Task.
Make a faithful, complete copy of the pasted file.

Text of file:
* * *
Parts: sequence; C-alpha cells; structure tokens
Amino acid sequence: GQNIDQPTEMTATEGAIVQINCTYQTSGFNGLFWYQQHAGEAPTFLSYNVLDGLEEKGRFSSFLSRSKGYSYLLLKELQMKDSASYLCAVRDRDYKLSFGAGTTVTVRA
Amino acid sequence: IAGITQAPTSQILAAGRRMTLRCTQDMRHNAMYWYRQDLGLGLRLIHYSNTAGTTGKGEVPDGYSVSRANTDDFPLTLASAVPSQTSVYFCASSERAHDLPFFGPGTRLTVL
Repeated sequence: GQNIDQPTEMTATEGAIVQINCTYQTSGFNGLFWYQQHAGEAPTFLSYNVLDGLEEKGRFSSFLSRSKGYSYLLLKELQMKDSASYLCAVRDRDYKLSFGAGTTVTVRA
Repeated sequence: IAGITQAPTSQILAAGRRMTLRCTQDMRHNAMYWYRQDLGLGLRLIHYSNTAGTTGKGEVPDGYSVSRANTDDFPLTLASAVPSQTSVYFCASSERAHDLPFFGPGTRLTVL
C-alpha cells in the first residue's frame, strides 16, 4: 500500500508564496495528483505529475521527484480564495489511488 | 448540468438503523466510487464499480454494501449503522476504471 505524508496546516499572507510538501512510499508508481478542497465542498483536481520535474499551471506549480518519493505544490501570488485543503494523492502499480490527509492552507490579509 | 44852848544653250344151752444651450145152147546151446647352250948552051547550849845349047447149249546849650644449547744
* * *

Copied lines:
Parts: sequence; C-alpha cells; structure tokens
Amino acid sequence: GQNIDQPTEMTATEGAIVQINCTYQTSGFNGLFWYQQHAGEAPTFLSYNVLDGLEEKGRFSSFLSRSKGYSYLLLKELQMKDSASYLCAVRDRDYKLSFGAGTTVTVRA
Amino acid sequence: IAGITQAPTSQILAAGRRMTLRCTQDMRHNAMYWYRQDLGLGLRLIHYSNTAGTTGKGEVPDGYSVSRANTDDFPLTLASAVPSQTSVYFCASSERAHDLPFFGPGTRLTVL
Repeated sequence: GQNIDQPTEMTATEGAIVQINCTYQTSGFNGLFWYQQHAGEAPTFLSYNVLDGLEEKGRFSSFLSRSKGYSYLLLKELQMKDSASYLCAVRDRDYKLSFGAGTTVTVRA
Repeated sequence: IAGITQAPTSQILAAGRRMTLRCTQDMRHNAMYWYRQDLGLGLRLIHYSNTAGTTGKGEVPDGYSVSRANTDDFPLTLASAVPSQTSVYFCASSERAHDLPFFGPGTRLTVL
C-alpha cells in the first residue's frame, strides 16, 4: 500500500508564496495528483505529475521527484480564495489511488 | 448540468438503523466510487464499480454494501449503522476504471 505524508496546516499572507510538501512510499508508481478542497465542498483536481520535474499551471506549480518519493505544490501570488485543503494523492502499480490527509492552507490579509 | 44852848544653250344151752444651450145152147546151446647352250948552051547550849845349047447149249546849650644449547744